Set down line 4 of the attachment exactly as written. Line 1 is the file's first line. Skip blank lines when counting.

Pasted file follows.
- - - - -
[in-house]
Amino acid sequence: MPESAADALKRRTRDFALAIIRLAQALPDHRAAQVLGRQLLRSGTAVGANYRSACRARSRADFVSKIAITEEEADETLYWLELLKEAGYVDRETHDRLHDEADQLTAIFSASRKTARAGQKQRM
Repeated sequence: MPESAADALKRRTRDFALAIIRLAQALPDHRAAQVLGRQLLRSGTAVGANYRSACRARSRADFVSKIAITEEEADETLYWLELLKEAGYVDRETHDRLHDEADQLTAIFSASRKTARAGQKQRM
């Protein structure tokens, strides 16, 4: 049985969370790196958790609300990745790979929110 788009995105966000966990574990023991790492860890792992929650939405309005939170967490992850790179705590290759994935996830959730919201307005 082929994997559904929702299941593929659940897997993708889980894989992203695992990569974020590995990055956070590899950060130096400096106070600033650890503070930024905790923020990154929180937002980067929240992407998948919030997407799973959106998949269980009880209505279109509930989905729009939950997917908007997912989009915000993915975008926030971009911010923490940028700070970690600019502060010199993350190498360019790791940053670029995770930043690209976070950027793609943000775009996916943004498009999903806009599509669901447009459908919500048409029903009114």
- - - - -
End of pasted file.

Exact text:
């Protein structure tokens, strides 16, 4: 049985969370790196958790609300990745790979929110 788009995105966000966990574990023991790492860890792992929650939405309005939170967490992850790179705590290759994935996830959730919201307005 082929994997559904929702299941593929659940897997993708889980894989992203695992990569974020590995990055956070590899950060130096400096106070600033650890503070930024905790923020990154929180937002980067929240992407998948919030997407799973959106998949269980009880209505279109509930989905729009939950997917908007997912989009915000993915975008926030971009911010923490940028700070970690600019502060010199993350190498360019790791940053670029995770930043690209976070950027793609943000775009996916943004498009999903806009599509669901447009459908919500048409029903009114």